Early on he argues that many disagreements on particulars happen because we haven’t agreed to the underlying parameters or basic premises of the issues. If we’re starting from vastly different places, it is not surprising that we’ll feel as though we are talking past one another.

At this point and at many times throughout the book, Garrett is clear that he is not arguing that everyone makes the same number and type of empathy-limiting mistakes – this quote from above is critical to keep in mind throughout: “The problem is not that oppressed people don’t empathize enough with their oppressors; the problem is that privileged folk don’t empathize enough with the oppressed.”

Once Garrett has made his first argument about empathy and kindness, he turns to what he considers ‘empathy limiting mistakes.’ These are reasons why people essentially aren’t kinder. But first, he spends an entire chapter talking about how these mistakes are not evenly distributed throughout society – those with more power are often choosing or allowing themselves to make these mistakes, which result in them retaining more power of the people who they are choosing not to empathize with.

The chapter on the types of mistakes is enlightening, and includes things like false beliefs; ignorance / lack of knowledge; failure of imagination; a limited conception of morality (e.g. just following the rules of a religion, but not allowing for the idea that things not covered by those rules might also be unkind).

Once he’s explored in detail and provided examples of how each of these mistakes leads to a lack of kindness, he spends a chapter on how to improve empathy. This includes things like listening, treating people as experts in themselves, listening to those who are multiply oppressed, avoid being defensive, and being present.

I loved this book. I loved the sincerity and honesty with which Garrett approaches this topic. I love that he points out that ‘it costs nothing to be kind’ is a pretty limited conception of kindness – if we’re doing it right, it may very well cost us a lot to be kind, and that’s okay. I keep thinking about this book and I’ll be thinking about it for awhile.

Recommend to a Friend / Keep / Donate it / Toss it:
Keep / Buy for everyone

Sunday

24

July 2022

0

COMMENTS

Can’t Even by Anne Helen Petersen

Written by , Posted in Reviews

Four Stars

Best for:
All of, us collectively, as a society, who are fed up with the expectations that we just work work work.

In a nutshell:
Author Petersen explores how the Millennial generation has been put into basically a really shit situation.

Worth quoting:
“This isn’t a personal problem. It’s a societal one — and it will not be cured by productivity apps, or a bullet journal, or face mask skin treatments, or overnight fucking oats.”

“Just because middle-class parents decided that a certain style of parenting is superior doesn’t mean it empirically is.”

“By cloaking the labor in the language of ‘passion,’ we’re prevented from thinking of what we do as what it is: a job, not the entirety of our lives.”

Why I chose it:
Although I’m a Xennial, I can definitely relate to the feeling of just being completely exhausted by the world and the expectations of all of us.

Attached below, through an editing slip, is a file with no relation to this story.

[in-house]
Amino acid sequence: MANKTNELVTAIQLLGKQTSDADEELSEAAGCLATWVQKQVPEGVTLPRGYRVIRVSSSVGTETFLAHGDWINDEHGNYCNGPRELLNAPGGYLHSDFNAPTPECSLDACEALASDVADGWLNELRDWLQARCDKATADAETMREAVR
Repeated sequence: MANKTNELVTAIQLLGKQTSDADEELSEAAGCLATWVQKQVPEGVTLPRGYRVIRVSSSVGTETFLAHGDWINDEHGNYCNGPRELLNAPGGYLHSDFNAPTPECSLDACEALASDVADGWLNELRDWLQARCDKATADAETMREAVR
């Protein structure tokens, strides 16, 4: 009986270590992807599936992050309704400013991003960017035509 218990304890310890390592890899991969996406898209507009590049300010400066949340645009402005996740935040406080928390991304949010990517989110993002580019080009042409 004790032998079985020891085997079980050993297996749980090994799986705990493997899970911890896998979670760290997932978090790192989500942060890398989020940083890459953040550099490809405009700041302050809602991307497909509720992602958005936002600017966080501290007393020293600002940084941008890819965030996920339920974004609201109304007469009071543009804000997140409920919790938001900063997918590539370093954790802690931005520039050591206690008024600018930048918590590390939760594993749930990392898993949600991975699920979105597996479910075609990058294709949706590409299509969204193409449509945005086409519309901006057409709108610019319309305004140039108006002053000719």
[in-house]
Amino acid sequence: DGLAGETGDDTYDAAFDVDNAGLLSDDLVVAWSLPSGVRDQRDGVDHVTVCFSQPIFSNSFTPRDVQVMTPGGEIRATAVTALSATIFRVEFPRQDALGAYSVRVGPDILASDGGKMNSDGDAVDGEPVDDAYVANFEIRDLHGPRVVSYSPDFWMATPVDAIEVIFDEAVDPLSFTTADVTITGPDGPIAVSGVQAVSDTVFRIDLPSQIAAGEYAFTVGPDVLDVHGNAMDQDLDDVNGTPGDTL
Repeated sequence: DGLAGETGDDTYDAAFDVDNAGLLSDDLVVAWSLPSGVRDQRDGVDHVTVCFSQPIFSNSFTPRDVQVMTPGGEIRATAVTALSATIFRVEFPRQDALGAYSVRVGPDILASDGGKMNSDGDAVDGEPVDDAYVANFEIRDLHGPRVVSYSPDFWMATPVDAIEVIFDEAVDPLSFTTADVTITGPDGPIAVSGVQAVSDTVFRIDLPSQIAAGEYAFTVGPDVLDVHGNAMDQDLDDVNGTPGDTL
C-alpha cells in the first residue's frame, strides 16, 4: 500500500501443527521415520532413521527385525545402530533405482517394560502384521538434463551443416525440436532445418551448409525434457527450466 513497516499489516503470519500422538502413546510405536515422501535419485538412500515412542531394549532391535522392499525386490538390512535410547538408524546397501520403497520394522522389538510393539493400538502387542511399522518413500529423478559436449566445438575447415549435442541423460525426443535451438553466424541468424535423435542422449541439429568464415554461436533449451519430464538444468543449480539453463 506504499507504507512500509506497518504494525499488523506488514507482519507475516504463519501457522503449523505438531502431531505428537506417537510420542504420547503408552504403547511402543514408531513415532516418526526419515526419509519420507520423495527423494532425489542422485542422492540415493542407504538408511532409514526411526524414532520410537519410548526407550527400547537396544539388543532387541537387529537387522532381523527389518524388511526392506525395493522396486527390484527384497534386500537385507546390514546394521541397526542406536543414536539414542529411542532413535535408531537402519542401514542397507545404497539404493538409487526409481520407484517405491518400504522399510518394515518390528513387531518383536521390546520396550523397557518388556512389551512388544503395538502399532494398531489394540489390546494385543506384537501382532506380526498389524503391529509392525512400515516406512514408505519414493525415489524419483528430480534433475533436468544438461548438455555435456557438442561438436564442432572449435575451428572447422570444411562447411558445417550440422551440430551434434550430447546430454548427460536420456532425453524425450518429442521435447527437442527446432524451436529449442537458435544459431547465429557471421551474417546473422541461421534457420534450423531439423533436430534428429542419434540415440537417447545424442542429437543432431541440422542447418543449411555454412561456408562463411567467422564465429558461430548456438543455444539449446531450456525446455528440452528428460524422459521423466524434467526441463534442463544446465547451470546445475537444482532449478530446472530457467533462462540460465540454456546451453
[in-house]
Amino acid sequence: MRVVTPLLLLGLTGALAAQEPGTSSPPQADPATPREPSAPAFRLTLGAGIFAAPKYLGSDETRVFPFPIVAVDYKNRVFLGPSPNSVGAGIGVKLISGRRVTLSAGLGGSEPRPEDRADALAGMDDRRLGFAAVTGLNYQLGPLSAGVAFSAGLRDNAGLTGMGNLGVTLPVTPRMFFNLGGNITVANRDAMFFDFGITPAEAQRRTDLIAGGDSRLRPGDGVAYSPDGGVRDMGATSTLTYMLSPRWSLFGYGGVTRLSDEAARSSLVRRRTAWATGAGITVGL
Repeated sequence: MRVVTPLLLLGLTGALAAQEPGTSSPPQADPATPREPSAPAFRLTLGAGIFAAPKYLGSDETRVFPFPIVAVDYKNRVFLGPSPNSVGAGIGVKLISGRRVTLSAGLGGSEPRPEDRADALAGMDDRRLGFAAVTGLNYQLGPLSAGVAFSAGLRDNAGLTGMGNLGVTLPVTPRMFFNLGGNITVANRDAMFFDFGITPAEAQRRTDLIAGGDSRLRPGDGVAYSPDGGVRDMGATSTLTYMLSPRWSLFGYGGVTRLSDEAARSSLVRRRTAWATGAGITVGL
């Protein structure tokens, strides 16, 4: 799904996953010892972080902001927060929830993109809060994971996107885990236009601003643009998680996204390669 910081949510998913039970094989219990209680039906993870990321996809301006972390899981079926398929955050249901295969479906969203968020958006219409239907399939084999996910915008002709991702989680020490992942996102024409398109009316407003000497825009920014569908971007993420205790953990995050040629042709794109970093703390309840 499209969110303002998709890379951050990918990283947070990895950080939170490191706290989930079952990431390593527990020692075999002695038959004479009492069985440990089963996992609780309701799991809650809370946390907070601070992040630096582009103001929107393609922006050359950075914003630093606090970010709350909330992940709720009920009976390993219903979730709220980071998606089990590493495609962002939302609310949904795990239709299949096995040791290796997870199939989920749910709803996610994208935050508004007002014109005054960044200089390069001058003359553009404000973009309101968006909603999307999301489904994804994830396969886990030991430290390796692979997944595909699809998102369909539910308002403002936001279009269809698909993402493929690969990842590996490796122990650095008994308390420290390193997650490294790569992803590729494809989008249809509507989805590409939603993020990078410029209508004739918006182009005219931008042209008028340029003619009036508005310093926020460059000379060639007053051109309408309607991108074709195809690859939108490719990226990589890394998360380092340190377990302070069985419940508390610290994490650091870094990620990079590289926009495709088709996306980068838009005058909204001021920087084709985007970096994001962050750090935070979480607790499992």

Review:
Author Peterson has written an interesting and important book, though in the end, I’m not sure it is telling us anything we don’t already know, at least those of us who are paying attention.
This book was written before the ‘Great Resignation’ became a thing, which makes it quite prescient.

She starts by looking at how we got here – essentially the values and pressures put on people by their parents. She’s not blaming the previous generation exactly, just discussing how their lives were different than the lives of their children. It reminds me of something I’ve read elsewhere – Boomers love to belittle Millennials for demanding ‘participation trophies,’ but the Boomers are the ones who taught them to expect those trophies – so why are the Millennials the ones being derided?

From there, the book focuses on what so many of us know – how for many of us, our lives have been a constant hustle. Get the best grades you can while also playing a sport, learning an instrument, and volunteering so you can go to a good university. Get the best grades there, along with perhaps some unpaid work experience (though only for those who can afford that), and then get a job. Which will pay you very little, and take up so much of your time that you have no time for living.

So yeah, folks are burnt out.

Peterson explores a variety of things that contribute to this: the digital age forcing work into every aspect of our lives; parenthood and how much energy that requires; unfair and unequal division of labor.

There’s so much in here and I think a lot of people would benefit from reading it. And while there are loads of reminders in there about the lives we all live individually, Peterson make a point to not offer specific solutions. There’s nothing here that a better time management method will fix – this is a problem with our society. Demanding people work eight or more hours a day, five days a week, commute 2 or 3 hours a day, raise children, with insufficient pay and very little support is a society that needs to be overturned at a systemic level.
We collectively need to take control back from the people who think its just fine for us all to work ourselves beyond exhaustion.

And until then, we definitely need to stop judging other people who might not go to university, or who might not parent the way we would, or who are living their lives in ways that we might not (but perhaps that we wish we could). The system is fucked up and people are doing their best to survive it.

Recommend to a Friend / Keep / Donate it / Toss it:
Keep & Recommend to a Friend